Typographers react to client needs, not Mac perfection

Jim Davies has obviously not quite seen beyond the horizon of Helvetica (Feature, DW 9 September). What is he talking about, type designers reacting to two things: corporate homogeneity and slick Apple Macintosh graphic perfection? What a load of tosh.

Jim Davies has obviously not quite seen beyond the horizon of Helvetica (Feature, DW 9 September). What is he talking about, type designers reacting to two things: corporate homogeneity and slick Apple Macintosh graphic perfection? What a load of tosh.

Much of the type used in corporate communications is not that recent. Normally, I can see Helvetica, Helvetica again, then Frutiger and Akzidenz Grotesk. There is obviously a need for refined type that is legible and fulfils the requirements of the client. Type designers have reacted to that, designing type that is unique in subtle ways; type that does not scream, but just sits there and is quietly appreciated.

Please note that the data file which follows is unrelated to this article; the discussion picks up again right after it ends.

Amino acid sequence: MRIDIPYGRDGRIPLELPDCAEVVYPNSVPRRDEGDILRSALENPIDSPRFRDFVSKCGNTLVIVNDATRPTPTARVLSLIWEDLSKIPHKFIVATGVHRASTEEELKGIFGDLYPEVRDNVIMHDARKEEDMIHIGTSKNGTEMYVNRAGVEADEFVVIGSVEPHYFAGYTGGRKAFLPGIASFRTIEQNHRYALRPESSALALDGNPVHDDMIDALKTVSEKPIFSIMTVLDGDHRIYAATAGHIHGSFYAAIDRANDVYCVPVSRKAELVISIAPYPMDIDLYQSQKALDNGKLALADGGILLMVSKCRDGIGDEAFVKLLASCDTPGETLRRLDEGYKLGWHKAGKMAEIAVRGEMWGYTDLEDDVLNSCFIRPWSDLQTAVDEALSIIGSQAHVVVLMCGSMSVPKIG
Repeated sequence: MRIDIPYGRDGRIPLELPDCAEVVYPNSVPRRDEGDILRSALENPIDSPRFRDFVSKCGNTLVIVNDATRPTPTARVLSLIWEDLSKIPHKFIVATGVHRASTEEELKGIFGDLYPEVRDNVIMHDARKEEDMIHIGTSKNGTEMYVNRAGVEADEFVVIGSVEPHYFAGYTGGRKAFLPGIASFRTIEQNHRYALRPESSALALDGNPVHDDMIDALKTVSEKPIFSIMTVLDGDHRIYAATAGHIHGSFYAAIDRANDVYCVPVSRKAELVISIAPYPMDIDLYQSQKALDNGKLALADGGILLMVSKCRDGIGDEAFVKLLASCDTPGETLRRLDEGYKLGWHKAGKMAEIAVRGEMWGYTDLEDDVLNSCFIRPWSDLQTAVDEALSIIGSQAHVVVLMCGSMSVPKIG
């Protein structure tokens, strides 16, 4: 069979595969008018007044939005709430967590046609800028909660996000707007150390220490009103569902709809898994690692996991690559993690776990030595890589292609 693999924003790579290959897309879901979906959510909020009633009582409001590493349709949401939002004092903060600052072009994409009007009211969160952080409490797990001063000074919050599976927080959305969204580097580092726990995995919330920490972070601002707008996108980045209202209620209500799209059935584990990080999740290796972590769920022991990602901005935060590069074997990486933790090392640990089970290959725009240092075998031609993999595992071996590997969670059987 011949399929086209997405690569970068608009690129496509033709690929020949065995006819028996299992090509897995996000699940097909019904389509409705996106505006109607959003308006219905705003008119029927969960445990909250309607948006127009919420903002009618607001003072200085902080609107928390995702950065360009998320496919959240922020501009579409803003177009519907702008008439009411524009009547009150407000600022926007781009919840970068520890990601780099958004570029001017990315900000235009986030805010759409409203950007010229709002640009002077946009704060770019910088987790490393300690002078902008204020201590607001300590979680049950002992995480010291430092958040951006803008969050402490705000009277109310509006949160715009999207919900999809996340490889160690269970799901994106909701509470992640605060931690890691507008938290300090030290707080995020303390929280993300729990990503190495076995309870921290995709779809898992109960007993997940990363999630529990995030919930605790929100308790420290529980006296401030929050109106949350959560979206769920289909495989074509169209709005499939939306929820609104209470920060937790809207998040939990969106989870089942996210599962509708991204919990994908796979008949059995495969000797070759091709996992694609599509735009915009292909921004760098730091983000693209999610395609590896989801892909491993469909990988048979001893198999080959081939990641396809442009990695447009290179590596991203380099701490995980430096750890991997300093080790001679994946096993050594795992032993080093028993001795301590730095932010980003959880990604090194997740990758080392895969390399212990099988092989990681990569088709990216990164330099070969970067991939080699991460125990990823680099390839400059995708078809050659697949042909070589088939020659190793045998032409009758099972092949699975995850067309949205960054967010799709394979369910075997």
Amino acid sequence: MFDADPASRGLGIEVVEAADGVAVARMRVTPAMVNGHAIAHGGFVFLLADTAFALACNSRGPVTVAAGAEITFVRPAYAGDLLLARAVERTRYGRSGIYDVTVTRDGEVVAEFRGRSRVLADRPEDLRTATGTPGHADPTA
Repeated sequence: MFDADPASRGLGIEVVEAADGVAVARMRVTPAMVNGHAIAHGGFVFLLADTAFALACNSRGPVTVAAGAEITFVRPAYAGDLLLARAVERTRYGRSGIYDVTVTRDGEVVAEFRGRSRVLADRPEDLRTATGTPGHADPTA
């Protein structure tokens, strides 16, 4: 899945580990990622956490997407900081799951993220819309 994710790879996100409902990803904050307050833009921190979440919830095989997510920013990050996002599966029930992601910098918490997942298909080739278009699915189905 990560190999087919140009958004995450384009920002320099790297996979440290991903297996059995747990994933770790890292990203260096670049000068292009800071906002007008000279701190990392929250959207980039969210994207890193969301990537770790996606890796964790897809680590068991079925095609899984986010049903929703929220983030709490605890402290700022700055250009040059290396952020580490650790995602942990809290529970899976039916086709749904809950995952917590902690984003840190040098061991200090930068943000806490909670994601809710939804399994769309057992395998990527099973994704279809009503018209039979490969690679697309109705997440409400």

Several designs come to mind: Miles Newlyn’s type for 3 and the Inland Revenue, Jason Smith’s work for the Post Office and our own for the Land Registry, Telewest and others. These are instances of custom work, but I can equally point out fresh and contemporary designs of off-the-shelf type: Jason Smith’s Clerkenwell (featured on the same spread), Jeremy Tankard’s designs, The Foundry and, again, our own among many others.

Handwritten lettering certainly has its place in design. It is appropriate to some aspects of communications, as much as Helvetica is.

Bruno Maag

Managing director, Dalton Maag

Chairman, Typographic Circle

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